Internet of People

Connectivity’s Pros and Cons: Reporting Domestic Violence, Saving Dogs’ Lives; But Opening The Door To EFDs…

Connectivity’s Pros and Cons
Nick Bate

Connectivity’s Pros and Cons: I’m pleased to have been asked to contribute my thoughts to Planet Vending’s ‘Thought Leadership’ feature but before I begin, I must say that it’s been difficult to have my say without mentioning cashless payments, or how VMC products can save the world! You’ll have to get in touch with me personally if you want to hear that particular rant.

Do you agree with me that IoT is an acronym that hasn’t quite made it into the national psyche? I don’t know why, but it still provokes a slightly uncomfortable feeling every time I hear it. Maybe it’s because ‘Things’ doesn’t describe anything I can relate to or visualise.

What is it really, this simple unassuming collection of letters, IoT? It sounds like another Emoji my kids are using that I don’t quite understand! The reality is that our world is becoming a very different place to the one in which we grew up. Not wishing to sound like an old timer, but we’re experiencing acceleration in the rate of technological change that surpasses even the impact of the industrial revolution.

Like it or not connected devices are a huge part of this change. They’re everywhere and connected devices create data. As this is happening, public awareness of how we use, store and manage data is being brought into sharp focus by the activities of companies like Cambridge Analytica. Remember them? They used data from 50 million Facebook profiles to influence the US Presidential elections, by targeting voters with personalised political advertisements based on their psychological profile.

As they don’t say in Washington: ‘cor blimey, guv’nor’.

Connectivity’s Pros and Cons

Those who once believed that Facebook is free; that their posts have no value and their data is not being used to generate psychological profiles have had their naivety ‘liked’ and ‘shared’ by all manner of ne’er do wells.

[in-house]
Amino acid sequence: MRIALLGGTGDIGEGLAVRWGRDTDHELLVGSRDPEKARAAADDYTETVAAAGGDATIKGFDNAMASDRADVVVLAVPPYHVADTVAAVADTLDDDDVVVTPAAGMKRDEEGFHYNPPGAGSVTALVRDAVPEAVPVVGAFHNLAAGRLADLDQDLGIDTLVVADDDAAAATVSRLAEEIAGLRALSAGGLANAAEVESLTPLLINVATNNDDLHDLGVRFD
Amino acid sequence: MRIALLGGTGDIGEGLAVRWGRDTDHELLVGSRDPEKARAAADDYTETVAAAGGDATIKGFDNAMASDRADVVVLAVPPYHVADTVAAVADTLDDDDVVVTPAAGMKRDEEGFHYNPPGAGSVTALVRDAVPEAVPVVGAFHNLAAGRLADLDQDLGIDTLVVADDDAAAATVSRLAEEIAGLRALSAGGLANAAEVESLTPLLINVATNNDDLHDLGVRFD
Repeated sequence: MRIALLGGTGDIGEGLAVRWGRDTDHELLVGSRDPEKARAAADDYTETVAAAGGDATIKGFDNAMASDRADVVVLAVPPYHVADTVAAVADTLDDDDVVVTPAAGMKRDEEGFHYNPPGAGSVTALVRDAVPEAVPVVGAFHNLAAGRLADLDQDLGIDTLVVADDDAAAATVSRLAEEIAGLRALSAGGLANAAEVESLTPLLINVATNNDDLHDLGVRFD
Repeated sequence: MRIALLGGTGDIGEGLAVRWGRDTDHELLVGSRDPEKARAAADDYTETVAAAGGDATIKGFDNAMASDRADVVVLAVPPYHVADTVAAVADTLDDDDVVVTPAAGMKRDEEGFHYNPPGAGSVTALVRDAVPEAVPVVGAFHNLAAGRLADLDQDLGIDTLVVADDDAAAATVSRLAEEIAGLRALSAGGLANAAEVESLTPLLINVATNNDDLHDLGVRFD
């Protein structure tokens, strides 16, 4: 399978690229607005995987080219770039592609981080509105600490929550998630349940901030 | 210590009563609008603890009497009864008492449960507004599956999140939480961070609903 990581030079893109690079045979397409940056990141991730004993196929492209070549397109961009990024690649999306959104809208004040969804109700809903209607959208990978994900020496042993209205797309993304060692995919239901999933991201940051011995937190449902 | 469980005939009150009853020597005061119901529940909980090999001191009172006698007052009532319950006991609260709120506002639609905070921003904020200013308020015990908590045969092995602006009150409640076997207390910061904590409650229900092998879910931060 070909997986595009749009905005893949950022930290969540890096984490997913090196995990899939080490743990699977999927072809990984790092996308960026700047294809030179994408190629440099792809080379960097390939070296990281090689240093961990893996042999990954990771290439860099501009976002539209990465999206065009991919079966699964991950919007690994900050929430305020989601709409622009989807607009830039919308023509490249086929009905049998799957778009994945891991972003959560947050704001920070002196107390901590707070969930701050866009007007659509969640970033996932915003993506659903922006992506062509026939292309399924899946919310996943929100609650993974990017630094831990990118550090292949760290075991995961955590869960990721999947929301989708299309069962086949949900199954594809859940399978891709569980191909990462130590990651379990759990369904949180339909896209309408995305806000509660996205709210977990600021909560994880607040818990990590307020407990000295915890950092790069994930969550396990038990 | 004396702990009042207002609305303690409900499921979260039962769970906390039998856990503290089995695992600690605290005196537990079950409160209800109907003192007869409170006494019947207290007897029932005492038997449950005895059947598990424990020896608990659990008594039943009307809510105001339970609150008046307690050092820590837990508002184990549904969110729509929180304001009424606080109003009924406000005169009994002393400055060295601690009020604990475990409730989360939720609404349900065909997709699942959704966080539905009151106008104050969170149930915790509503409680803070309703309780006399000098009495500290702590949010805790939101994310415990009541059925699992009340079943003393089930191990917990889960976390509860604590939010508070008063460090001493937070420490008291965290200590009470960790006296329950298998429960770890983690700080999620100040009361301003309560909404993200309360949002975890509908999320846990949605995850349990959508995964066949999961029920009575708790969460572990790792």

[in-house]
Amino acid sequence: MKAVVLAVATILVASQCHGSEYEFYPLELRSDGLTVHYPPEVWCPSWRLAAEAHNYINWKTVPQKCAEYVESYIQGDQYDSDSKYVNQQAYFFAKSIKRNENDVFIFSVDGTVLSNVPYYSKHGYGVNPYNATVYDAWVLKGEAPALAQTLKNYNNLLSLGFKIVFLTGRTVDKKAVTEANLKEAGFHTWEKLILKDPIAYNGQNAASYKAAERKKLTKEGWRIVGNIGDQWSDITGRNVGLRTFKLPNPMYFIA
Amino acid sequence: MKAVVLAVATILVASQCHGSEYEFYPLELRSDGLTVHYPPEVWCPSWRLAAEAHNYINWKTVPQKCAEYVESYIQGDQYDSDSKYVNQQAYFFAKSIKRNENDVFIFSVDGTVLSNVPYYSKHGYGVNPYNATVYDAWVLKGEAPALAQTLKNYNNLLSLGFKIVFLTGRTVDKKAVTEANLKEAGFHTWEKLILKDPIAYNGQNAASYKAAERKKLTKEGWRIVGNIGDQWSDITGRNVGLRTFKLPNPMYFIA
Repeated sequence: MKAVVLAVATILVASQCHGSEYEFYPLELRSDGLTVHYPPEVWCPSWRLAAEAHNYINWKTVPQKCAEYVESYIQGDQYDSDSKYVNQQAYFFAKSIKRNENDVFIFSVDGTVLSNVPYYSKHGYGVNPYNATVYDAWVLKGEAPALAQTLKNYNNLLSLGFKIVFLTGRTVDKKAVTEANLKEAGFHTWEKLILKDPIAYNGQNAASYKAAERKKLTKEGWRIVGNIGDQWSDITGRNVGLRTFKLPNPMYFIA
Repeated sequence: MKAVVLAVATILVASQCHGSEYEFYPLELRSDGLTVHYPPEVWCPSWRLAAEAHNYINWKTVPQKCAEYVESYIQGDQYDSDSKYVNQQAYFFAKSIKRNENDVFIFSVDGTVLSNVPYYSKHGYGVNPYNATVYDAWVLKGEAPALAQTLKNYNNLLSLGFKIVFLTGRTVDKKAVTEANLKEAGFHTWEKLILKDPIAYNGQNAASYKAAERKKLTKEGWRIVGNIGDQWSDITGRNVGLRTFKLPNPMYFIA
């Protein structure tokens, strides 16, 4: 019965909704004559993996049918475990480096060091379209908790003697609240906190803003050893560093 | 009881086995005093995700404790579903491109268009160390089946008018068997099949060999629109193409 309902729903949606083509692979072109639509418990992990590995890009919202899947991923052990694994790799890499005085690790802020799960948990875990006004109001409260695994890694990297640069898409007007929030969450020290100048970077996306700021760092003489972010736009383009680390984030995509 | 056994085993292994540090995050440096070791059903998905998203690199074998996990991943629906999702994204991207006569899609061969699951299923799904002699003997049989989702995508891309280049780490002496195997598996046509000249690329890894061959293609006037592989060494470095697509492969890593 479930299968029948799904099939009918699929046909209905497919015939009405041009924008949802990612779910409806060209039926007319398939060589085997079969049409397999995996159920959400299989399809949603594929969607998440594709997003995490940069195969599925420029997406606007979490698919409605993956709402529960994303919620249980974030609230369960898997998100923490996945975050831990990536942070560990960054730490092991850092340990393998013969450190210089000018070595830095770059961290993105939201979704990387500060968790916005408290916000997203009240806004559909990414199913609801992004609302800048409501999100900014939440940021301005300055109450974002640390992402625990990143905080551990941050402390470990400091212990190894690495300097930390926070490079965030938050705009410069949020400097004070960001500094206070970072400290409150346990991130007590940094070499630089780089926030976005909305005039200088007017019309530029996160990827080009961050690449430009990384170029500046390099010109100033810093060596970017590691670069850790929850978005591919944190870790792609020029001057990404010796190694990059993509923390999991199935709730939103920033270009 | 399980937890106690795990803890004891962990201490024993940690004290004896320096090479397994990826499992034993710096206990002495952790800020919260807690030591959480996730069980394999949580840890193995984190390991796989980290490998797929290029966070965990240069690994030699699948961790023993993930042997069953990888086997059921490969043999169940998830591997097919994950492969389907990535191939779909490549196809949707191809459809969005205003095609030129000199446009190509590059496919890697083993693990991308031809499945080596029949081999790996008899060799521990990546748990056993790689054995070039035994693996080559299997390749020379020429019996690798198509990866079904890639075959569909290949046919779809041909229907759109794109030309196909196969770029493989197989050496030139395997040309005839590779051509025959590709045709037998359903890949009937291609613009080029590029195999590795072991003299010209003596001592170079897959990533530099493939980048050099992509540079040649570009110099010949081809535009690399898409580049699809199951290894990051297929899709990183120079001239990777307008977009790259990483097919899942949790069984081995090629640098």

However, let’s not overlook the fact being connected has its advantages, too. This year, for example, we’ve seen reports of Amazon Echo smart speakers alerting the police to incidents of domestic violence. I’ve got personal experience of positive connectivity: my Nest smoke alarm saved my dogs’ life, by sending a Carbon Monoxide alarm to my phone when my central heating boiler malfunctioned. That’s priceless.

Connectivity's Pros and Cons

In our own industry, we’ve been working on projects to deliver ‘smart’ vending with social media integration with calls to action such as ‘wish your friend happy birthday and buy them their next drink’.

Despite everything it can do and all the benefits it offers to the industry, vending telemetry has been slow to gain momentum. A contributory factor in this slow uptake is probably the fact that decision makers and key influencers belong, like me, to an era before IoT, GSM, Facebook and ideograms had been invented.

So, brothers in arms, get real! In a world where people, on average, refer to their smart phones every 12 minutes, the sales pitch for our latest whizz-bang apps won’t have the required impact if the guy we’re pitching to lost his phone down the back of the sofa last week and hasn’t even noticed it’s missing!

To sum up, data, however it’s collected, from IoT to pen and paper, has a huge role to play in managing our businesses. The impact of the accessibility of data on the Internet is only just starting to penetrate the global consciousness.

Connectivity's Pros and Cons
What has the IOT ever done for us?

IoT is the modern equivalent of the Romans building roads to link cities, towns and ports; it’s about speed, convenience and efficiency.

What the Romans could never have foreseen when their work was done was the future’s issues with Diesel particulate pollution: talk about ‘the law of unintended consequences’. Perhaps one of the consequences of the prevalence of data is not quite so unforeseen: IoT, at a stroke, has removed the biggest hurdle to fiscalisation and the introduction of electronic fiscal devices (EFDs) in the unattended point of sale market.

It’s no wonder that tax collectors the world over are advocates of ‘the cashless society’…

*Nick Bate is MD of VMC Ltd, leading providers of open and closed contactless payment solutions for the vending industry.

‘And by the way’, Nick told The Editor some time later, ‘The Romans were also experts in IoT – but that was ‘Ingestion of Toxins’.’ He-he 😉

 

Connectivity’s Pros and Cons

Connectivity’s Pros and Cons

Connectivity’s Pros and Cons

Thought Leadership? More, HERE

About the author

The Editor

Planet Vending’s Editor is Ian Reynolds-Young and it’s Ian’s unique writing talent that has made PV what it is today – the best read (red) vending blog in the world, and vending’s best read (reed). Ian ‘tripped and fell into vending’, in the capacity of PR executive, before launching a specialist agency, ‘reynoldscopy’, dedicated to the UK Vending business. The company continues to represent the interests of many of the sector’s leading brands.

‘It’s all about telling stories’, he says. ‘We want to make every visit to PV a rewarding experience. By celebrating the achievements of the UK’s operating companies, we’re on a mission to debunk the idea that vending is retailing’s poor relation.’

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